Mock Con: The task before us

Conley Hurst

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The 2016 W&L Mock Convention is almost here.

Anticipation is building, and, for those making the key decisions, so is the stress. By the end of this week, only one Republican candidate will remain standing. The political world is watching, and we will answer the call.

Mock Con has developed quite the reputation over the years given its impressive history. Since 1948, the W&L prediction has been wrong only twice. The most recent was 2008 when we picked Hillary over Obama. Since ’48, there have been no incorrect Republican selections. If history has anything to say about it, we have a good shot at getting it right this time around.

But we don’t just rely on history. This weekend’s event is the culmination of many months’ work. In essence, Mock Con is one massive research project. As a Mock Con state chair, I’ve been intimately involved with that process. I’ve done hours and hours of research on my state alone. I’ve established contacts and studied polls. Every one of my fellow state chairs has done the same thing. In any typical election cycle, we’d be well poised for success.

But, 2016 is far from a typical election cycle.

The simple fact is that this year’s Republican primary is almost impossibly difficult to predict with any certainty so early in the game.

First of all, there’s the sheer number of candidates. Time has managed to shrink the field somewhat, but it’s still the most cluttered we’ve seen in a while.

Secondly, the Iowa Caucus revealed that Trump does not have the firm support that some polling might have suggested. It also showed that Rubio can compete against Trump and Cruz in a blue-collar, conservative state. Despite finishing third, Rubio has proven that he’s in it for the long haul.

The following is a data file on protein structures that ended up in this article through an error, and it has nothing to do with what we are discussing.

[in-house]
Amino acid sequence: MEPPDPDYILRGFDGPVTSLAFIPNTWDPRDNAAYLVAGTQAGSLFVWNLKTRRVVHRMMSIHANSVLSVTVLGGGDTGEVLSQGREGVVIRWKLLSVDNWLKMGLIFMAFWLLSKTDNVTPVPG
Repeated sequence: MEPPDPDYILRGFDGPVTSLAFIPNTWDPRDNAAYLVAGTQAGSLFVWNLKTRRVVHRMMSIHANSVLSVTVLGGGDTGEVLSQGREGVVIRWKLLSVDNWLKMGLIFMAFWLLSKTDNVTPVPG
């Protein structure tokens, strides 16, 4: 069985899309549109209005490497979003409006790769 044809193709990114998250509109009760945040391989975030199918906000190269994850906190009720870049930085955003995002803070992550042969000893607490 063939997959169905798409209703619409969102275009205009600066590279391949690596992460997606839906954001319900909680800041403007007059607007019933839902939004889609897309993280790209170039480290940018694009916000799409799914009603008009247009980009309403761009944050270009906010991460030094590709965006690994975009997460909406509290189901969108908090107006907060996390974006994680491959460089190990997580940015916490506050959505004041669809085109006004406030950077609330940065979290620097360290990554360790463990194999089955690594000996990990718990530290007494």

Thirdly, there’s the fracturing of the GOP that’s taking place before our eyes. Gone is the simple dichotomy between the establishment and the Tea Party. No longer do we have a candidate like Romney or McCain who could glide to the finish line by slowly building consensus between the two. More and more, we are seeing the Republican Party split into three groups: the establishment, the Tea Party and the Trump coalition. Candidates now tend to fit into one of these groups with few crossovers. Sometimes the divisions can be fierce. For example, the establishment hates Ted Cruz, a favorite son of the anti-establishment Tea Party. (PSA: Calling your own majority leader a liar isn’t the best way to make friends.) All in all, there is unprecedented division within the Republican Party and the fissures have grown dangerously deep.

Somehow the race will settle itself eventually. But there’s no telling how this will happen. Despite Trump’s lead in the polls, I don’t think his brash appeal can survive the entire primary. Despite Cruz’s strong grassroots support, the establishment would never allow him to take the nomination. And as popular as Rubio has become in some circles, I’m not sure if he has the ability to unite a party that’s torn to shreds.

This week, the ball is in our court. We will try our best to make sense of the hectic campaign before us. I’ll admit, I’m not feeling confident. But if we somehow find a way to add 2016 to the long list of Mock Con successes, we will be remembered.

Here’s to getting it right.